Everybody Hurts, Including Me, And It’s OK To Ask For Help

Repost from original here.

This is a story I’ve never shared publicly until recently. It’s a secret about my life few people know. But now, because it matters, because it could help others, it’s time to share.

It’s taken me 5 years to share this story. So this is for you, for your story, for your best. I hope by sharing my story, you will share yours.

And most importantly, for those silently hurting, you will be encouraged, inspired to seek people to help you.


In 2010, I found myself living both the hardest time of my life and the best time of my life. Just in different, somewhat disconnected areas.

My professional and business career was starting to soar.

My business, iThemes, was taking off — helping people, getting acclaim and making money. It was the year we released BackupBuddy, our home run product. I was living my dream job as founder and CEO of a growing dynamic company. I was fulfilling a lifelong dream and co-writing a commercial book (WordPress All In One for Dummies with my friend and editor Lisa Sabin-Wilson and others). I was getting asked to speak often. People were noticing who I was … and caring.

Professionally, it was as if the wheels of the jet I was piloting was lifting off into outer space. Momentum. Force. Energy. They were all mine. I could feel the jet arc as it pointed toward the blue sky.

My hand was on the throttle and could feel the acceleration of that jet going upward on my body.

Lisa said it perfectly to me: “This is your year, Cory.”

And it was. Professionally. A true turning point in my career and business.

But personally … simulatenously, my personal life was crashing down around me … or on me.

You could say there were flames even.

The crater of the crash was my marriage of 7 years. It had started crumbling, disintegrating early in the year. And mid-year, it was over as I filed for divorce. That was the crash. The flames came soon after. When the fire hit the jet fuel (as it often does in divorce), it was even bigger explosion.

If my professional career was aimed at the stars, my personal life had crashed and burned.

I was at the bottom. Face down. Bloody nose. Hurting.

At some points I felt like I was being dragged across the embers.

Divorce. There. I said it.

I lost friends. “Friends,” I should say. Everything I believed in, and had built was done and over.

It didn’t happen overnight like some might think. But I won’t point fingers here. It’s not necessary and you don’t need those gory details.

But there I was at 34, reeling from what I thought would NEVER happen. As a child of divorce, watching the heartache it caused, I had vowed to never let it happen to me, and it did.

And when it did, it was a shock to everyone. EVERYONE.


Because I had not shared what was happening in my life over the course of 6-plus months with anyone that truly cared about me.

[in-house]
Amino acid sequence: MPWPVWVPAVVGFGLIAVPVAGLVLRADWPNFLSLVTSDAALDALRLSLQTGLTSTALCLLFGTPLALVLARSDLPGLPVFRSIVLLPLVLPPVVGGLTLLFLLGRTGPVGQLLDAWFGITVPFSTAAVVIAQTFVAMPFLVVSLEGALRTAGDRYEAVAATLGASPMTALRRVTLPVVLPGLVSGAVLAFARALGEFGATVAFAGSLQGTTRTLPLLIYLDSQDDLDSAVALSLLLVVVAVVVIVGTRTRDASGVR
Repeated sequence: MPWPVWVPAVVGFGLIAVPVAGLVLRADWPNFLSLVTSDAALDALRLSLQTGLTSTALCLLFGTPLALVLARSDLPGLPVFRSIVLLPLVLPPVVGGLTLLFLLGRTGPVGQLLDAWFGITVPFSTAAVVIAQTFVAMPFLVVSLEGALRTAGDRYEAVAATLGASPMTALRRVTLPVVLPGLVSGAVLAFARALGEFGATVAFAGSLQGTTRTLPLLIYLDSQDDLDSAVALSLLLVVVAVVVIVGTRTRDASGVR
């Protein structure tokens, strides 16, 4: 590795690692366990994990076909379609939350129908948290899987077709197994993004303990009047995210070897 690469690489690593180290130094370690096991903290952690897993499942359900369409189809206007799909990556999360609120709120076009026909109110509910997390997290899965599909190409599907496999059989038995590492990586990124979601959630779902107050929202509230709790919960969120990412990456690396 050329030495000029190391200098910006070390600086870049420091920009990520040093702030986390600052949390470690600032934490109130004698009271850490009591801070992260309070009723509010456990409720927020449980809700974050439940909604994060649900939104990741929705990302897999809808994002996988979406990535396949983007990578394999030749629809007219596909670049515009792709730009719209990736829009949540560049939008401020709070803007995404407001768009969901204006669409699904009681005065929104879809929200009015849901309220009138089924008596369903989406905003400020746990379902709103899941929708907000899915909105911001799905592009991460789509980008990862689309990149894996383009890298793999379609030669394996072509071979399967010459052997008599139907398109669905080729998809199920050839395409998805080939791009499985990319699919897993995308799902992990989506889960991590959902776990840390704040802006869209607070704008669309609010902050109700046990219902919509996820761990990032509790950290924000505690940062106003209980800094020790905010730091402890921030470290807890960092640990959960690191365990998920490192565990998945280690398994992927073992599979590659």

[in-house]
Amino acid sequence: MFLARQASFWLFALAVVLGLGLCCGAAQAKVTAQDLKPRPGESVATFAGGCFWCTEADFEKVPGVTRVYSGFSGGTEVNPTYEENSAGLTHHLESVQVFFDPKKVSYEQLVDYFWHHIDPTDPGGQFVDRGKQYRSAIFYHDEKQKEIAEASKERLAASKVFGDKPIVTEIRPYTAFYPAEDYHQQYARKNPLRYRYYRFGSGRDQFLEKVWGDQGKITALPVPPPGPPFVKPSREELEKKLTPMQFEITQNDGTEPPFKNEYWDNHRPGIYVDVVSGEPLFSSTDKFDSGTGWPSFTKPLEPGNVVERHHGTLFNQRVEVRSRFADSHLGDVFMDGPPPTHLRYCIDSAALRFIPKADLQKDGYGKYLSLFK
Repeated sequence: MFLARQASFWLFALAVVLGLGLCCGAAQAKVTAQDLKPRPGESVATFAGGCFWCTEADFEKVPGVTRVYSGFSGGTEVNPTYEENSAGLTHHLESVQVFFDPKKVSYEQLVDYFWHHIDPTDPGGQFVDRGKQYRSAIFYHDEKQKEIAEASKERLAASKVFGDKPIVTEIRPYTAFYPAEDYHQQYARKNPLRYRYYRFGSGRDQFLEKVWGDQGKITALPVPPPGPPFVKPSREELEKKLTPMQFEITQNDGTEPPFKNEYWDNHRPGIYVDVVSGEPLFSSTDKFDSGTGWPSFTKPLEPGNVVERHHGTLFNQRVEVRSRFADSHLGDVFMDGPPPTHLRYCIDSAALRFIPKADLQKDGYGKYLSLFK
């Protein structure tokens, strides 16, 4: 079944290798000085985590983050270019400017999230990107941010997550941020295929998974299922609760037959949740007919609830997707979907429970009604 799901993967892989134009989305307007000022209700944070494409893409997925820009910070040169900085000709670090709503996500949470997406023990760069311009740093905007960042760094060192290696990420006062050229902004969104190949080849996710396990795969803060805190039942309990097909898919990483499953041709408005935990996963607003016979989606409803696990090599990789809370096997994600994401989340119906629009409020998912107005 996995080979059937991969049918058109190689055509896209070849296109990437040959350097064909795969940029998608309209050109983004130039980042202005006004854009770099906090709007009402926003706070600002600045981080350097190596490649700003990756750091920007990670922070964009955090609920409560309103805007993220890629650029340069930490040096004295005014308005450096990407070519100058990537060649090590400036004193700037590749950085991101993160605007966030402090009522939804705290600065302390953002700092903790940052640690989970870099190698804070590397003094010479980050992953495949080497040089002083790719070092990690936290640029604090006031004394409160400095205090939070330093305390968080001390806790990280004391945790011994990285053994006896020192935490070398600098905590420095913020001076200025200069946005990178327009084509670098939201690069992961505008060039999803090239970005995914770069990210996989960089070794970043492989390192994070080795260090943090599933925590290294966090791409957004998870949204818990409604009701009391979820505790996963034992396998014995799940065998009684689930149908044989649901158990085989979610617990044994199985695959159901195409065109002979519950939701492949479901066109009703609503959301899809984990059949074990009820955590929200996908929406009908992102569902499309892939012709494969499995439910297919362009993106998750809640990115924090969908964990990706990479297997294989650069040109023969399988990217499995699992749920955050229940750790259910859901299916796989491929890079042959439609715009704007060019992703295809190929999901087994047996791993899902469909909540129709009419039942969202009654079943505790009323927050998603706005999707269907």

I call it the six months of my self-inflicted solitary confinement. My pride, thinking I could handle it all, was the key that locked me in a painful solitude.

My parents didn’t know. My brothers didn’t know. My friends, my pastor. My team didn’t know. No one knew.

So when the news hit, it hit people hard. Full blown shock. They didn’t understand. They thought things were perfect, because in my pride I had meticulously hidden it all from them.

And when I finally shared after that time what had happened, what was still happening, all of the people that truly cared for and loved me were totally shook, to their foundation … but despite that came running toward me with unending love, care, support.

I kept telling myself, “I can handle this, and anything else for that matter. I’ve been through tough times before, I got this,” as though I was Superman. Yet I was and am a mere mortal who was hurting, lost, and desperately needed help.

I thank God I have parents who love me unconditionally. I’m so thankful for them, because they were the first I let know. And they came running to me with arms extended.

I remember one weekend when I was at my absolute lowest that my mom stepped in and cooked for me and did my laundry for me and listened. My dad was there immediately, offering words of encouragement and unconditional support that I savor to this day. He told me he loved me like he did a million times before but these times were so special because I desperately needed to hear them. They were both there for me every minute of it, my first responders. And I think they saved me from going deeper into my sadness and hurt.

My brothers and my sister in laws (the Miller Girls) were the second wave to rush in. I needed them so badly to just hug me and say everything would be OK and that they loved me.

Eventually, my team would know. And through their commitment and passion for our work and for me, they held things together while their leader’s personal life unraveled, often with fireworks before their eyes.